Two years ago in South Africa, Ricky Ponting led a touring party that was as green as the baggy cap to which the new players aspired. When they landed in Johannesburg, four members of the squad were yet to debut, while other newbies were still finding their feet after a home series loss to Graeme Smith’s men.

Throughout that trip, Ponting stood in the umpire’s place during net sessions and monitored his younger team-mates, dispensing advice and encouragement. When the first Test arrived, he positioned himself in the slips with debutants Marcus North and Phillip Hughes on either side of him, where once Matthew Hayden and Shane Warne had been.

Once upon a time, captain Ponting could steer the Australian ship through any conditions and rely on his experienced crew to help him find the way. Now he was teaching a new outfit, and avoiding the icebergs was naturally much trickier.

Winning that series was a wonderful achievement. That Ponting didn’t lead Australia to more successes in the couple of years that followed was not a shock. It would have been a surprise if the victories did pile up as they had when he could call on Warne, Hayden, Glenn McGrath, Adam Gilchrist, Justin Langer et al.

Unlike Australia’s other recent captains, Ponting had to deal with two distinct eras of his reign – with champions and without. Will he be remembered for his unrivalled list of achievements as skipper? There were two World Cup triumphs, Australia’s first Ashes whitewash in 86 years, a record-equalling 16 consecutive Test victories, and a couple of Champions Trophies for good measure.

Or will it be the fact that he was the first Australian captain in more than a century to lose three Ashes series? Will the mention of his name bring to mind the acrimony of the Sydney Test in 2007-08, when Australia’s slide was beginning? How will the nine-year, two-stage Ponting era be considered in years to come?

He should be remembered as a fine captain with a wonderful record, though not without flaws. At the end of the 2006-07 Ashes clean-sweep, when Australia farewelled Warne, McGrath and Langer, Ponting had only endured three losses in his 35 Tests in charge. After that point, Australia played another 42 Tests under Ponting and won exactly half.

Compare that to Graeme Smith, whose South Africans have won only 45% of their Tests under his leadership. In their day, Michael Vaughan and Hansie Cronje were highly regarded leaders, the latter’s match-fixing scandal notwithstanding, and they each only won 50% of their Tests in charge.

After the champions left, Ponting’s team became normal. Not terrible. Not substandard. Normal. They could have plummeted into freefall, like West Indies after their dominant era came to an end. Instead, Ponting held them together well enough to enjoy away series wins over South Africa, West Indies and New Zealand, as well as home successes against India, Pakistan, Sri Lanka, West Indies and New Zealand.

And as great as the men surrounding him were in the opening years of his leadership, they may not have achieved what they did without an uncompromising captain, committed to complete domination. It was a trait Ponting learned under Steve Waugh, the master of mental disintegration. But unlike Waugh, Ponting eventually had a team that couldn’t always back it up.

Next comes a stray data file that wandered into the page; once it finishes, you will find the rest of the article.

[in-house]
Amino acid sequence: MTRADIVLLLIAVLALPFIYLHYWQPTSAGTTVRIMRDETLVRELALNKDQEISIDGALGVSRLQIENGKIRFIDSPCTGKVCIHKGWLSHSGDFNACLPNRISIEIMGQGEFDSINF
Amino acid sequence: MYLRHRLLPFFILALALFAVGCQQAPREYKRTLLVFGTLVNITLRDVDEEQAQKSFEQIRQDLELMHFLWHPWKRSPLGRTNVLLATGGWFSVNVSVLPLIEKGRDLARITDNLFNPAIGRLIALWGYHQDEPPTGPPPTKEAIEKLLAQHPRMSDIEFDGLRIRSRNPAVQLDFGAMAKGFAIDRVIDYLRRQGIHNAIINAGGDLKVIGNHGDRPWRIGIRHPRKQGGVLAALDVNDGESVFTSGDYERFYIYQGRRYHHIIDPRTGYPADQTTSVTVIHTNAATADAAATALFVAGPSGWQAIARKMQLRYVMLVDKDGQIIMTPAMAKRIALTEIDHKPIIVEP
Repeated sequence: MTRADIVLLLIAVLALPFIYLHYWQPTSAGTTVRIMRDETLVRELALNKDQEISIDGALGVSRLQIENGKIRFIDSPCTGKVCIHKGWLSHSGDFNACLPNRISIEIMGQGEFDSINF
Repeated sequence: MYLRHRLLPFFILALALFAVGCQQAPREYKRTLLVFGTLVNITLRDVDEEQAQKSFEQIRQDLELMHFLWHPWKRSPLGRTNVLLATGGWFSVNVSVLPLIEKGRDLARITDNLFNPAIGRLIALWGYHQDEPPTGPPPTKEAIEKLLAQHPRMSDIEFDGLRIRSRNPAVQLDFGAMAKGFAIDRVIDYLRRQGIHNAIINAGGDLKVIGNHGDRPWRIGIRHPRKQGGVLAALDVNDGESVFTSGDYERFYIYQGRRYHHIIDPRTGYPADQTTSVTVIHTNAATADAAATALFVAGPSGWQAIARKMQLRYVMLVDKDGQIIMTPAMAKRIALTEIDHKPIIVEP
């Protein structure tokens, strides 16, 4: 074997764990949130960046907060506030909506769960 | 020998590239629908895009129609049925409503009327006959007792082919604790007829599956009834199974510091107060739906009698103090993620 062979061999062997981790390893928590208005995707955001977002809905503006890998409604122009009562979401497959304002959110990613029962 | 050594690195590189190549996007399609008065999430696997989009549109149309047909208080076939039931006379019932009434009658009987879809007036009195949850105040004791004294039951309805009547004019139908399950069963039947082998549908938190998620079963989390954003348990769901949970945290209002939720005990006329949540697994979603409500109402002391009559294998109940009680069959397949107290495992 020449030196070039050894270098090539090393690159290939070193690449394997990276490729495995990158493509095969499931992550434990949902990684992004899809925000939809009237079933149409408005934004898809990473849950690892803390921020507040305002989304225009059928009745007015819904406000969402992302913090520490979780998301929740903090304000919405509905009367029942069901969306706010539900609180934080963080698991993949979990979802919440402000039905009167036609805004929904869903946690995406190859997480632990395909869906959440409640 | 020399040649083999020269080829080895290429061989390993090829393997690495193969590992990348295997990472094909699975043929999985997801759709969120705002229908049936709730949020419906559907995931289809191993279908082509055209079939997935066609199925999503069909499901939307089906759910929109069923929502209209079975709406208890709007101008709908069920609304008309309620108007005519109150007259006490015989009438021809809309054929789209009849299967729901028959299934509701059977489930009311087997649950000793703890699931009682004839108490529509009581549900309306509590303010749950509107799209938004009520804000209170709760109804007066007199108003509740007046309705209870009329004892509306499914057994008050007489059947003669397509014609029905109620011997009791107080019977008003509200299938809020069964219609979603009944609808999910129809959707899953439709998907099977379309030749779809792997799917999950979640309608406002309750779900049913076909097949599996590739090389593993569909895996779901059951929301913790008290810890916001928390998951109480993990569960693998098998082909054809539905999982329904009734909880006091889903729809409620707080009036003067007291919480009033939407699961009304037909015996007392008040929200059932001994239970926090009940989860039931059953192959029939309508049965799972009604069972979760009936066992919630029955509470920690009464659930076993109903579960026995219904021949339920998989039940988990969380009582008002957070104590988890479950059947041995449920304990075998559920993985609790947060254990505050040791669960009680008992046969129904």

There were times when his on-field leadership lacked imagination. Like a horse wearing blinkers, Ponting was prone to bouts of tunnel-vision. The 2009 Ashes might have been different had he trusted his best bowlers in the final hour in Cardiff, instead of the spin of North and Nathan Hauritz, and in Nagpur a year earlier he had made similar strange decisions by allowing Michael Hussey and Michael Clarke to bowl when a victory could have been set up.

But no captain is without his faults, and Ponting’s team-mates were fiercely loyal to him, the sign of a leader respected by his troops. Australia’s gradual slip from all-conquering to just all right did not happen because of Ponting. The retirement of stars, a decline in the standard of domestic cricket and the selection panel’s poor handling of the spin-bowling stocks were important factors.

Even in the difficult Test times, Ponting managed to keep his one-day international team at the top of the ICC’s rankings, which was no small achievement. It was appropriate that his final act as captain was a fighting century in the World Cup, eight years after he lifted the trophy for the first time as leader, having made a brilliant 140 in the final.

When he announced his resignation, Ponting nominated that 2003 World Cup, when a Warne-less team went through undefeated, as his fondest captaincy memory. Even more remarkable was the way he lifted his men to another perfect World Cup in the Caribbean in 2007, given the poor form his one-day side had displayed in the months prior.

Achievements like that must be remembered. In Ponting’s nine years in charge, Australia’s low points were miserable, but their highs were unparalleled. Like Ponting the batsman, Ponting the captain deserves to be held in great esteem. His successor will be grateful to do half as well.

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